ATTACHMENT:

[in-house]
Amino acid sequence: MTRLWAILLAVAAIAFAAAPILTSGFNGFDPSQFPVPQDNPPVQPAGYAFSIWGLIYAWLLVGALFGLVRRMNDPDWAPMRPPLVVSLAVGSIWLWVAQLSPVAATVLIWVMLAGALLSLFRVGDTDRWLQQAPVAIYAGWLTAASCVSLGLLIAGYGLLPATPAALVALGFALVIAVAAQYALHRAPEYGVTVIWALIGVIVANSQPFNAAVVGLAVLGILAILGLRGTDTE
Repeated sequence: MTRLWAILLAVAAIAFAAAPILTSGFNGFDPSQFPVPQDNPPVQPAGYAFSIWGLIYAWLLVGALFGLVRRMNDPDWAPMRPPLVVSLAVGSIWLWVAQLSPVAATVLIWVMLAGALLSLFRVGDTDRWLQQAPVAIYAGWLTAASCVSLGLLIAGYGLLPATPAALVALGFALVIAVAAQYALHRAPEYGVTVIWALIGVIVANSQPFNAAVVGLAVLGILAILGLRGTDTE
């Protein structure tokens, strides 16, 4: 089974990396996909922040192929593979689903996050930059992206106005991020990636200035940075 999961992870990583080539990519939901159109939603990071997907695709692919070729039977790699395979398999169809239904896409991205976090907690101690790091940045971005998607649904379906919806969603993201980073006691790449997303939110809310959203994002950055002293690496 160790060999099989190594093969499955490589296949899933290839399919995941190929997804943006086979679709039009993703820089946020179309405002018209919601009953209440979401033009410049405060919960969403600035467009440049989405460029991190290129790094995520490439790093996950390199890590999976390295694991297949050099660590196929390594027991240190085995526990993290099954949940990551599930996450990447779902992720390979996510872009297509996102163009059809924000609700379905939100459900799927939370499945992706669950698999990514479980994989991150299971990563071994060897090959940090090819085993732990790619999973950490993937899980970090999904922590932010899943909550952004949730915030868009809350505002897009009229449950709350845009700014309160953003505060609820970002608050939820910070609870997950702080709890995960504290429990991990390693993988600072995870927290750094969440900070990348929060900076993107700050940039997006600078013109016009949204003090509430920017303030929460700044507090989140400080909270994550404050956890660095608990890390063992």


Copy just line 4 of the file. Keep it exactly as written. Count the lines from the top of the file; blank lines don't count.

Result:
């Protein structure tokens, strides 16, 4: 089974990396996909922040192929593979689903996050930059992206106005991020990636200035940075 999961992870990583080539990519939901159109939603990071997907695709692919070729039977790699395979398999169809239904896409991205976090907690101690790091940045971005998607649904379906919806969603993201980073006691790449997303939110809310959203994002950055002293690496 160790060999099989190594093969499955490589296949899933290839399919995941190929997804943006086979679709039009993703820089946020179309405002018209919601009953209440979401033009410049405060919960969403600035467009440049989405460029991190290129790094995520490439790093996950390199890590999976390295694991297949050099660590196929390594027991240190085995526990993290099954949940990551599930996450990447779902992720390979996510872009297509996102163009059809924000609700379905939100459900799927939370499945992706669950698999990514479980994989991150299971990563071994060897090959940090090819085993732990790619999973950490993937899980970090999904922590932010899943909550952004949730915030868009809350505002897009009229449950709350845009700014309160953003505060609820970002608050939820910070609870997950702080709890995960504290429990991990390693993988600072995870927290750094969440900070990348929060900076993107700050940039997006600078013109016009949204003090509430920017303030929460700044507090989140400080909270994550404050956890660095608990890390063992």